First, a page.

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Newsday panel: Booster shots may be needed to build immunity against new strains of virus

Local health experts answer your questions about vaccination

Local health experts answer your questions about vaccination rates, COVID-19 variants and the potential booster shots needed down the road. Panelists include Alexander Tsynman, MD, associate medical director of outpatient behavioral health services, Mercy Hospital; and Bruce Hirsch MD, FACP, FIDSA, AAHIVM, attending physician in infectious diseases, Northwell Health. Sign up for COVID-19 text alerts at newsday.com/text.

While all three COVID-19 vaccines widely in use in the United States are highly effective for at least six months, booster shots may be necessary over the long-term, doctors said in a Newsday Live panel conducted virtually Wednesday.

"This is a worldwide pandemic and the virus continues to evolve and there may be strains in the future that need a boosted response" or a reformulated vaccine, said Dr. Bruce Hirsch, an attending physician in infectious diseases at Northwell Health. Hirsch also said that "with time the amount of immunity we have may gradually fade."

Should the science bear that out, Hirsch said, he would recommend boosters even to people given the Johnson & Johnson vaccine, use of which was paused this month after federal health officials found 15 recipients out of 8 million had developed blood clots.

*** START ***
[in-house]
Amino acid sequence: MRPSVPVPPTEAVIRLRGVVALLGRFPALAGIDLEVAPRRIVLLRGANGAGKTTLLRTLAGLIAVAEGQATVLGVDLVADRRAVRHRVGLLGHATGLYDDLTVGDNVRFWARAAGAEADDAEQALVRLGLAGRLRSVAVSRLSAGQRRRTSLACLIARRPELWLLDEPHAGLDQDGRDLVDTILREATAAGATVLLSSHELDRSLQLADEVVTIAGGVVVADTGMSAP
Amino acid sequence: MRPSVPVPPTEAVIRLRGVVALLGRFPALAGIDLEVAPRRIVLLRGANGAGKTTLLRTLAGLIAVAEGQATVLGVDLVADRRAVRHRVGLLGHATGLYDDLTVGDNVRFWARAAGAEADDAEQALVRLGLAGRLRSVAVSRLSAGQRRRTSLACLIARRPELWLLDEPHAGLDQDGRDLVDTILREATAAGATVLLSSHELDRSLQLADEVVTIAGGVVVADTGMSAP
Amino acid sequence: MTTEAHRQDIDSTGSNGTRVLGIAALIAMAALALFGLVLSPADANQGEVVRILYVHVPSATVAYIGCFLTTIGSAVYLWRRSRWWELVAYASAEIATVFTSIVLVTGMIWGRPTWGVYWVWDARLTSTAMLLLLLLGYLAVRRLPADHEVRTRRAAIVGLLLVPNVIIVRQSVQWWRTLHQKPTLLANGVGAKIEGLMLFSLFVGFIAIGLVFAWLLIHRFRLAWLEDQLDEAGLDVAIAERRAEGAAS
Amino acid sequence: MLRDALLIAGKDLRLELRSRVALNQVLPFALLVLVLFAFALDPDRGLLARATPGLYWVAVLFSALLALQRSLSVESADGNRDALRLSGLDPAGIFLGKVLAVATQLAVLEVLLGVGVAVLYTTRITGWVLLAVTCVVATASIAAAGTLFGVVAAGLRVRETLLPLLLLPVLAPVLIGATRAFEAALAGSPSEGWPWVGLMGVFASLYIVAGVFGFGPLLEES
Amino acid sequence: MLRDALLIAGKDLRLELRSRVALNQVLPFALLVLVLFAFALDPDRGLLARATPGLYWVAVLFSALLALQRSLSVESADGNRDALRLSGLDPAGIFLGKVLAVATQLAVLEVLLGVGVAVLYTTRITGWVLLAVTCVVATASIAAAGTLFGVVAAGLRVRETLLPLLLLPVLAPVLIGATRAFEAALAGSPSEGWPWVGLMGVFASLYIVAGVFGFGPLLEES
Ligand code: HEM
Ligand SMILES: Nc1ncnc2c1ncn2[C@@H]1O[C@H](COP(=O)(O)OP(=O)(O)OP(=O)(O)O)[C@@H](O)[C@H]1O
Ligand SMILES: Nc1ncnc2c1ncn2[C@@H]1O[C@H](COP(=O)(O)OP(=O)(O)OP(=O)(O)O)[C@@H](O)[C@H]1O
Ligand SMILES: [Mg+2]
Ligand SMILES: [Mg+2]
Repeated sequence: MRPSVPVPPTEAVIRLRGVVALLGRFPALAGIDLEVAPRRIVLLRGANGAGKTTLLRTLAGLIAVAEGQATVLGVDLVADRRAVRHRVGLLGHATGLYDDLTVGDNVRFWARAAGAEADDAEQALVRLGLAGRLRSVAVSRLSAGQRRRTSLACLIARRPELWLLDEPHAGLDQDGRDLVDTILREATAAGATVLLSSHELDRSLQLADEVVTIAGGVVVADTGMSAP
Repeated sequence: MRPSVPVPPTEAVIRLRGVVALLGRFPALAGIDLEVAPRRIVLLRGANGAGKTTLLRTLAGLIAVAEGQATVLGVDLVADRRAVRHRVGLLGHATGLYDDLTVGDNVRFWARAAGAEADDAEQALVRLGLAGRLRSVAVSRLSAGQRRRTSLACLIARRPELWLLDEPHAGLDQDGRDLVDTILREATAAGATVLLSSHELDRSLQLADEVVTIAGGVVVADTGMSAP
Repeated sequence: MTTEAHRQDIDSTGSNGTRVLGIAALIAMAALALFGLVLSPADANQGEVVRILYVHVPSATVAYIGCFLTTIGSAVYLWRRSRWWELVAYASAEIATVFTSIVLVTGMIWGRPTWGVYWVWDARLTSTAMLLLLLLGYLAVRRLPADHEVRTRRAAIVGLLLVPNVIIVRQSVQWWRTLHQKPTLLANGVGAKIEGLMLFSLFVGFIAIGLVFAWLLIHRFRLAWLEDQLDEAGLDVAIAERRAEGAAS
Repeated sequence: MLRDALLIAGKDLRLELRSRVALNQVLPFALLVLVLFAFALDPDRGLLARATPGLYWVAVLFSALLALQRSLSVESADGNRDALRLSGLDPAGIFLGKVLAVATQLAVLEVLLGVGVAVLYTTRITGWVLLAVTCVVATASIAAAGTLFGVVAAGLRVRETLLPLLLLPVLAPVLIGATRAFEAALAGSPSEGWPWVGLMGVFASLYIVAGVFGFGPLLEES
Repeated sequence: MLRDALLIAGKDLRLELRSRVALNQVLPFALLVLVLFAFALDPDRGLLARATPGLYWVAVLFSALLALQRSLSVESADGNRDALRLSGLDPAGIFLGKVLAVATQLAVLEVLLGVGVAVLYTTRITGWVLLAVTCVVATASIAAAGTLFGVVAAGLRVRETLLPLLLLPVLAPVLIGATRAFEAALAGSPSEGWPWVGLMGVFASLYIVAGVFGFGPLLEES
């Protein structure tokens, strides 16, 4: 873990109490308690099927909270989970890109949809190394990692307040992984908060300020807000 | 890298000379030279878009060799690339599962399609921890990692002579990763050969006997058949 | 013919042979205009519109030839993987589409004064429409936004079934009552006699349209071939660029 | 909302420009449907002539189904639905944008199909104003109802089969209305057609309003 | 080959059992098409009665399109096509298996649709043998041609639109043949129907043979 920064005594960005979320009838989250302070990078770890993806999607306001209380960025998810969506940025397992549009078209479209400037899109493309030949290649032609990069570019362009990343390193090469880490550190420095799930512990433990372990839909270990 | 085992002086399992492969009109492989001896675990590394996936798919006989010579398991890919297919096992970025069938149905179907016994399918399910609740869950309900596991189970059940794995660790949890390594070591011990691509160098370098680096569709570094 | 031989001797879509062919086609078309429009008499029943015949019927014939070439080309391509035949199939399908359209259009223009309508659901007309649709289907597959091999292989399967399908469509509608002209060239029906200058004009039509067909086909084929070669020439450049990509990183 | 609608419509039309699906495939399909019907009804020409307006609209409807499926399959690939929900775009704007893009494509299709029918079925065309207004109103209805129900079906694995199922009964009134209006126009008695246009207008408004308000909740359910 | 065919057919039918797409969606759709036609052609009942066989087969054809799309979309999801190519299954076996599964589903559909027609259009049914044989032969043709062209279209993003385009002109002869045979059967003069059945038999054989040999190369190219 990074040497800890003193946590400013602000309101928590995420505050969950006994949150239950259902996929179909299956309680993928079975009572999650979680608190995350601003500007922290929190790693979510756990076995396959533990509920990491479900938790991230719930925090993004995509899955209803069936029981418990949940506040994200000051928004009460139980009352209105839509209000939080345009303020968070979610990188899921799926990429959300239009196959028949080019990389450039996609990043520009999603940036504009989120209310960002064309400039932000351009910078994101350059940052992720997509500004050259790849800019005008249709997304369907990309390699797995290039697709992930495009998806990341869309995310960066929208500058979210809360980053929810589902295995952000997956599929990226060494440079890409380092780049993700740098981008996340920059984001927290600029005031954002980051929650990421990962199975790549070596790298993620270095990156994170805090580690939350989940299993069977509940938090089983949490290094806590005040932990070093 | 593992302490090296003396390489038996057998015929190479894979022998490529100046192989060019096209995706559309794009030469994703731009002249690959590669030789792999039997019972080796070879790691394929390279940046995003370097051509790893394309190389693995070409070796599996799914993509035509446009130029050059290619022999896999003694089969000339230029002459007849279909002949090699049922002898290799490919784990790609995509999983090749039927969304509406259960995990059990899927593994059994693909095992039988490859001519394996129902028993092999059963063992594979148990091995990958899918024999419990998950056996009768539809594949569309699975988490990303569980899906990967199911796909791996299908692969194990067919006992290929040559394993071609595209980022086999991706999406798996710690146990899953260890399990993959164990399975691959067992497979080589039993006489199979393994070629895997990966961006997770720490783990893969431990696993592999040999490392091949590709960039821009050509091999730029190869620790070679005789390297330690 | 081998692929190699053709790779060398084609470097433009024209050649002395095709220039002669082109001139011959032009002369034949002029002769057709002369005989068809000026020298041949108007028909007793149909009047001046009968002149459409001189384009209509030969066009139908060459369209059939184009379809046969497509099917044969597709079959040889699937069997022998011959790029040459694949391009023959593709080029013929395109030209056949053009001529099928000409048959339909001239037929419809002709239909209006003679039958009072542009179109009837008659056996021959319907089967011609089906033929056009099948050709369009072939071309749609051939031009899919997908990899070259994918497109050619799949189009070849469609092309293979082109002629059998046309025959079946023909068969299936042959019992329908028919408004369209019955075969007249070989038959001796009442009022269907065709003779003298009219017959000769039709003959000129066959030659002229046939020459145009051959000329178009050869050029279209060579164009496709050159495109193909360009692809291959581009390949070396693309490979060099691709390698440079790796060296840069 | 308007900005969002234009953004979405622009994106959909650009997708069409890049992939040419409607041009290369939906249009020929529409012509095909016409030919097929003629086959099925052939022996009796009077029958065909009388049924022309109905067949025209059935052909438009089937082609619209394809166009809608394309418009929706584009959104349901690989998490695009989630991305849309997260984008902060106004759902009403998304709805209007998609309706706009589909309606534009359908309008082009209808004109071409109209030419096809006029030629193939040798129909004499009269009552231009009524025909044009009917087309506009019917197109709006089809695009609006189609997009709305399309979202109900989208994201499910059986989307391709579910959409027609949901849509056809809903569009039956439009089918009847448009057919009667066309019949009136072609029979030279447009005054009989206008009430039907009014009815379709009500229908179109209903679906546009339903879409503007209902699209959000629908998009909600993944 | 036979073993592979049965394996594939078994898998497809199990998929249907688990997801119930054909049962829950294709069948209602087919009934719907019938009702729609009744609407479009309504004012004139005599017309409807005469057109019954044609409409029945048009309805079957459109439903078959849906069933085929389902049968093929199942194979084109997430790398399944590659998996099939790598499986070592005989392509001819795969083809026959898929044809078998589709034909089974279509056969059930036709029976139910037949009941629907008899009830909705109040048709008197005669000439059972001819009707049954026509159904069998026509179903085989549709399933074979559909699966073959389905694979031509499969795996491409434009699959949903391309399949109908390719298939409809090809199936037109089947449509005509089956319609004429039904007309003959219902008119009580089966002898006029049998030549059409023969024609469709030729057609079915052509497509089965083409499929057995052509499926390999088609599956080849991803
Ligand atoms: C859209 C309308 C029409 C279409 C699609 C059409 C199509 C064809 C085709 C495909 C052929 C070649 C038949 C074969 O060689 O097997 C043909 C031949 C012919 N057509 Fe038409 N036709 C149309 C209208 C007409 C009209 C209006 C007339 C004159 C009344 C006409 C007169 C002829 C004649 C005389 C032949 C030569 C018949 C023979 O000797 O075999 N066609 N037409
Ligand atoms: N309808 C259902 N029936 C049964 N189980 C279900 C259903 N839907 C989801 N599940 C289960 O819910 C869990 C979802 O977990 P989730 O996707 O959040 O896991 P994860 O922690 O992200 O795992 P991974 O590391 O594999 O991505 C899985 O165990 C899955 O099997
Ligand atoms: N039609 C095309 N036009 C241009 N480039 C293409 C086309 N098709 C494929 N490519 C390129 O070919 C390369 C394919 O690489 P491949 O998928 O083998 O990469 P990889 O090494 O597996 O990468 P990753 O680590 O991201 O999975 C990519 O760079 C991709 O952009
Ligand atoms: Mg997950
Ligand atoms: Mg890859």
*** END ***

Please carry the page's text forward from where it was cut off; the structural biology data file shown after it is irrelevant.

All were women, most under 50; three died.

Officials from the Centers for Disease Control and Prevention and the Food and Drug Administration have since ended the pause, deciding that the small clot risk could be handled with warnings to help younger women decide if they should use that shot or another vaccine.

"If a person had Johnson & Johnson success, that’s a marker that the vaccine is safe for them and I would not hesitate to go ahead with the booster," Hirsch said.

A wide-ranging discussion Wednesday also covered mask comfort. Cotton pads under ear straps do wonders, as do caps that offer anchoring options besides the ears, the doctors said.

They also touched on the pandemic's psychological dimensions.

Alexander Tsynman, associate medical director of outpatient behavioral health services at Mercy Hospital, said patients seeking mental health treatment were among those most vulnerable to misinformation about vaccination.

Some share an "extreme preoccupation with social media," he said. "You get confused, you get disoriented, and you get hesitant to receive the vaccine … I strongly recommend you try to limit involvement with social media and listen to the experts."

Responding to a question from a Newsday reader who said she was anxious about returning to life outside the home, Tsynman offered a three-part prescription: "Paramount will be to get the vaccination." Then meet with your mental health worker, he said. Finally, "try to find something in yourself that will promote your optimism."

Hirsch ended with similar optimism: "We’re going to be stronger, we’re going to be wiser, we’re going to know we have limitations and vulnerabilities, but we always did," he said. "We’re getting through this together."

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